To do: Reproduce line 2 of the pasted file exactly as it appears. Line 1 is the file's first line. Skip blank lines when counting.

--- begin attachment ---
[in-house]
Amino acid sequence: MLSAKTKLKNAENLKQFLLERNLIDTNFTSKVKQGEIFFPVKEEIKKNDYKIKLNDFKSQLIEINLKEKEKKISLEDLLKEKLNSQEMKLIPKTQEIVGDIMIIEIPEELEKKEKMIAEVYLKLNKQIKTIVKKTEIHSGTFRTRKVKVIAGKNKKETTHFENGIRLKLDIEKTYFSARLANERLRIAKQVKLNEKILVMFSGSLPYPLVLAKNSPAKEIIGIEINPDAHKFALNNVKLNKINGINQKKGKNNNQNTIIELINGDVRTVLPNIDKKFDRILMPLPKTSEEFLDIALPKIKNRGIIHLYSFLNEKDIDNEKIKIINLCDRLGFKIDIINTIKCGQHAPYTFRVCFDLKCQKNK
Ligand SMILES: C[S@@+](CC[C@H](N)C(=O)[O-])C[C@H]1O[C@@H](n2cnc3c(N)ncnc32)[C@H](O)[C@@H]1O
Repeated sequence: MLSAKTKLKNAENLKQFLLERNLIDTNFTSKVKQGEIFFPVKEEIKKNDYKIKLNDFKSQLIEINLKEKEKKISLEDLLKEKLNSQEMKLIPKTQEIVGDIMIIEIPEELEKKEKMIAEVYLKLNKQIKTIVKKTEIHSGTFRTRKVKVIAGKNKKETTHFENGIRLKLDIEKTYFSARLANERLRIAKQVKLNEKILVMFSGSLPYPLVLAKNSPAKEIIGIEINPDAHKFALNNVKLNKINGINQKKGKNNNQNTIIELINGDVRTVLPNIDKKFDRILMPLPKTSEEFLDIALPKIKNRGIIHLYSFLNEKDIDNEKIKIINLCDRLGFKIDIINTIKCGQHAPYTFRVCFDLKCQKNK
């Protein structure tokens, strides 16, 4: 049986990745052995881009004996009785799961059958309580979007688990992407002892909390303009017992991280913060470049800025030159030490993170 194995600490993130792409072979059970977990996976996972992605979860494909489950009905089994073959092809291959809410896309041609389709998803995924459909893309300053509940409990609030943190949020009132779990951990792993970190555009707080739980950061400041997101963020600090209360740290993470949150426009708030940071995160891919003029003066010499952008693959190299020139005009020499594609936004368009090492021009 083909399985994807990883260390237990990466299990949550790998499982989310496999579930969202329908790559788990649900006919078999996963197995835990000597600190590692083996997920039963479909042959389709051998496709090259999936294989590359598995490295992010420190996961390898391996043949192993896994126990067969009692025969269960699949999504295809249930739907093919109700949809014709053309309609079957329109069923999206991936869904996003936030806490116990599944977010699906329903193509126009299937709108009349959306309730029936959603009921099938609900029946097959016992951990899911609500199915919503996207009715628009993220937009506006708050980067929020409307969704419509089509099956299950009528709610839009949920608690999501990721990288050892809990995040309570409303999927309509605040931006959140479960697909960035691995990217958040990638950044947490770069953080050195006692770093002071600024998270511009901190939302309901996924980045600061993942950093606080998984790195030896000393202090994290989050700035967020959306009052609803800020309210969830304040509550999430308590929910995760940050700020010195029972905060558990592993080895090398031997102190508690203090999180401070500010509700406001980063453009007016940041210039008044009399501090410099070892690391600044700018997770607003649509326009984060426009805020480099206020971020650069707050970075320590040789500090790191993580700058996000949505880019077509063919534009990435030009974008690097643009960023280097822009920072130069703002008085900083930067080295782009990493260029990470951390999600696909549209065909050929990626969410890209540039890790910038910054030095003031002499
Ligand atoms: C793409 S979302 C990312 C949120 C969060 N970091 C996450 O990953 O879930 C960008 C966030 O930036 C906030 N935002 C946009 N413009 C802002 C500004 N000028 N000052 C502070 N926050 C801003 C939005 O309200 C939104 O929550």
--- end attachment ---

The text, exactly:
Amino acid sequence: MLSAKTKLKNAENLKQFLLERNLIDTNFTSKVKQGEIFFPVKEEIKKNDYKIKLNDFKSQLIEINLKEKEKKISLEDLLKEKLNSQEMKLIPKTQEIVGDIMIIEIPEELEKKEKMIAEVYLKLNKQIKTIVKKTEIHSGTFRTRKVKVIAGKNKKETTHFENGIRLKLDIEKTYFSARLANERLRIAKQVKLNEKILVMFSGSLPYPLVLAKNSPAKEIIGIEINPDAHKFALNNVKLNKINGINQKKGKNNNQNTIIELINGDVRTVLPNIDKKFDRILMPLPKTSEEFLDIALPKIKNRGIIHLYSFLNEKDIDNEKIKIINLCDRLGFKIDIINTIKCGQHAPYTFRVCFDLKCQKNK